Being somewhere new is tiring. From walking to the boulangerie to get some bread (which I now have to do most days) to getting in the car to get shopping, Everything has its challenges.
There’s the language. My French is passable, but all it takes is the sight of everyone weighing their vegetables as they go around the shop to the lady at the checkout asking me ‘un ou deux?’ about my salad (apparently you don’t weigh it) for me to feel like I’m very far from home.
Actually getting in a car is something I haven’t done regularly for a very long time, and now there’s the added fun of remembering not to get into a head-on collision thanks to driving on the ‘wrong’ side of the road (yes, I know the UK is in a minority on this one).
Some of the items I’ve bought so far that I wouldn’t have found/considered a good idea back in the UK
It’s also very fun. From another perspective, it means that the tiniest, everyday activity becomes an opportunity for adventure. Me and the small one have discovered a couple of lovely walks nearby where we can poke sticks in streams and stir up soup in puddles. I spent far too long in the supermarket because it was so much fun to look at all the random products I can buy here. I made do with cafe flavoured soya yoghurt and some sort of nutty chocolate this time, but next time I’m going for the giant marshmallow teacakes and what I think was chocolate-infused tea.
The other day I decided to be brave and go further afield. It managed to be both exhausting and exhilarating. I clearly shouldn’t have used the word ‘mountain’ to describe where we were going. On arrival, she burst into tears and told me it wasn’t a mountain, that she didn’t want to go for a ‘little walk.’ So I drove around for a bit, thinking she’d sleep. When that failed we went back to where we’d started and tried again. Only I couldn’t find the charming countryside walk by the car park (I think we were in the wrong one) and my French didn’t go as far as translating the description on the leaflet I’d downloaded.
The hills and mountains are not just a change in scenery from London, they’re also an opportunity for new adventures
I asked a friendly stranger (well, kind of. I didn’t realise how important it was to say ‘bonjour’ before any kind of question. Lesson learned) for directions. She looked confused and said we’d have to drive. So we got back in the car, drove up the hill through a village and stopped at a rocky track. I figured this would have to do, even if it wasn’t our intended destination. After a short walk I found a map and all the criss-cross walks I’d been looking for. Success.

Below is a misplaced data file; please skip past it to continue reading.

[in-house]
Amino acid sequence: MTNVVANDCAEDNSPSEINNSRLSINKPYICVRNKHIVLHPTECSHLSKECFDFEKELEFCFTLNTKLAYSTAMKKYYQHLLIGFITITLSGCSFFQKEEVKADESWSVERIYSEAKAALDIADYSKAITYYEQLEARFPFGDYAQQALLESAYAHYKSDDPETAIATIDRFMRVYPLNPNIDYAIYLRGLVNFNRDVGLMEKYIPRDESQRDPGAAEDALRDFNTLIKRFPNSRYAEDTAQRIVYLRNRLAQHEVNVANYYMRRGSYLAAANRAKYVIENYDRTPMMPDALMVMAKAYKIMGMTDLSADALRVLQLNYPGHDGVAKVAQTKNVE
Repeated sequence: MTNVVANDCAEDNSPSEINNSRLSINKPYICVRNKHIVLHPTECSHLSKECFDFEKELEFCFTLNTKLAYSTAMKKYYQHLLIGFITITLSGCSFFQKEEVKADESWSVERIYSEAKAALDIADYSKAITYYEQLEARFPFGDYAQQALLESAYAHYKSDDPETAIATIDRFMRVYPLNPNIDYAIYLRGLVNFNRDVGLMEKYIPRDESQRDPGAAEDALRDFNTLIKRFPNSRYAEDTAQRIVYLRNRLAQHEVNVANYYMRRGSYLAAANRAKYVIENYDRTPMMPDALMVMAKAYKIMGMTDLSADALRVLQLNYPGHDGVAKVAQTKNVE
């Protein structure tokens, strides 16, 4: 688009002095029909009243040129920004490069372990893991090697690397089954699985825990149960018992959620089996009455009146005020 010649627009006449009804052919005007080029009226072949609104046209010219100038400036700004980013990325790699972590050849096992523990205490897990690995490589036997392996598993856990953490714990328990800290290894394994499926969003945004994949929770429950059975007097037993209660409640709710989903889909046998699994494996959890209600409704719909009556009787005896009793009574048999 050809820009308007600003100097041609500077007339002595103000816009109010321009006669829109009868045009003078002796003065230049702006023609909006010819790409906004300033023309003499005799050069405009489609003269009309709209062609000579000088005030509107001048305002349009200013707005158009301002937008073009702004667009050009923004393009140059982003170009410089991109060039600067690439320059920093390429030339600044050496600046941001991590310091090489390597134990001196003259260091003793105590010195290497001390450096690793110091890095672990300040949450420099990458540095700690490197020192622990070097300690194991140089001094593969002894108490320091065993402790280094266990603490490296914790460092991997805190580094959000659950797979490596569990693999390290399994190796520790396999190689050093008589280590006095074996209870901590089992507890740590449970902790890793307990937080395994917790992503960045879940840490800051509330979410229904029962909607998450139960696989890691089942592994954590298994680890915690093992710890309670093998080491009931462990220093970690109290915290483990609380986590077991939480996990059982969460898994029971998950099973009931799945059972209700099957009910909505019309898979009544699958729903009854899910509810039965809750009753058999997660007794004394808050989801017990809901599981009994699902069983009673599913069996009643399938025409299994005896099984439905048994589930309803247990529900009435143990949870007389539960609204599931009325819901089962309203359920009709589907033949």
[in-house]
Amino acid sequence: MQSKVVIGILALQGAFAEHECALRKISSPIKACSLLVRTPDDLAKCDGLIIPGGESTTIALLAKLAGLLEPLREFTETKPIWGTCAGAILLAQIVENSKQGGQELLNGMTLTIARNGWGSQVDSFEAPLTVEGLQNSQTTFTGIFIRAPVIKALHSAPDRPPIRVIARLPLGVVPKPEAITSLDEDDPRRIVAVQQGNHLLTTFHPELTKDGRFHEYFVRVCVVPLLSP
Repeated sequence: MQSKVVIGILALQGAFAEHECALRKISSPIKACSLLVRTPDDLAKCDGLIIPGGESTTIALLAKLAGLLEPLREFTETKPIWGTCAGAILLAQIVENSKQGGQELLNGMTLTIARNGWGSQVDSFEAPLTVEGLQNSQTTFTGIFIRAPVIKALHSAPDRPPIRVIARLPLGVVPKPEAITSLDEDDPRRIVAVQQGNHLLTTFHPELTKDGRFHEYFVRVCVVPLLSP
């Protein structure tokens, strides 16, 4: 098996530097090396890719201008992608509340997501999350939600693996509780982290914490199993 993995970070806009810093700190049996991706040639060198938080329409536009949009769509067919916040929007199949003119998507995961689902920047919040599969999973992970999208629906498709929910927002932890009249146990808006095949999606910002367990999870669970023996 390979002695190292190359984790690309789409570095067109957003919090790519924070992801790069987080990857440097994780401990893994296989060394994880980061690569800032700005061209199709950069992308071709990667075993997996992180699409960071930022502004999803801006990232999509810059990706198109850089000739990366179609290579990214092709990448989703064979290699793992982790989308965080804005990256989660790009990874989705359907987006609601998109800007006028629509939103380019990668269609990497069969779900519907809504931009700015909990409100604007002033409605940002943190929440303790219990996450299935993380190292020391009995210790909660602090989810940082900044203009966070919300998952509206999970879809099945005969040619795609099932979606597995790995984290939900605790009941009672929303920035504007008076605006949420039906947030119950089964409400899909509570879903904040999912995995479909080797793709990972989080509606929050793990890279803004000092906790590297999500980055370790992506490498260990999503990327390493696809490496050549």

Even though it was cold and windy, we had our picnic anyway. A bemused-looking family wished us ‘bon appetit’ as we tucked into our crisps and sandwiches. On our walk we were surrounded by snow-capped mountains and green hills. A new destination, a new place to discover, even if it had been a challenge to get there (and get back – my phone died).
Emily Hahn’s adventures made my attempts look rather pale in comparison (the picture is taken from a camel trek we did in the desert in Jordan).
My comparably pathetic attempts at adventure were put into perspective when I read No Hurry to Get Home by Emily Hahn. It’s a collection of essays she wrote for The New Yorker. One particular section amazed me in her sheer boldness and daring. In the early 1930s she’d been in what was then the Belgian Congo. After an argument with her colonial host, she decided to set out for Lake Kivu, a place she’d always wanted to see, by herself. In a time when women doing pretty much anything solo was considered odd, I was amazed to hear her account of walking through the jungle and just assuming everything would be fine.
She lived all over the world, travelled extensively and dealt with a lot of resistance because of her status as a woman, particularly as she was single when she was in the Congo. Snakes, elephants, crocodiles, using tiny boats for transport and crossing rivers on tree trunks – she took it all in her stride. Her words took me to a time where sometimes there just weren’t any roads, and you certainly couldn’t have relied on your GPS to get you to your destination.
It made me a little envious. I’ve always loved the idea of being an explorer. It’s a shame there aren’t that many places left to ‘discover,’ at least that haven’t been seen by other people. But it also made me very thankful. After all, my forays into French life during a pandemic might be tricky, but they’re not a patch on some of her more extreme activities, such as shutting yourself in a big box to avoid unpleasant eyes during transportation, or living for two years in occupied Shanghai with a small baby.
With that in mind, I will try to enjoy my dashes into the outside world in this new country, in the safe knowledge that I can have the smallest of adventures if I want them.
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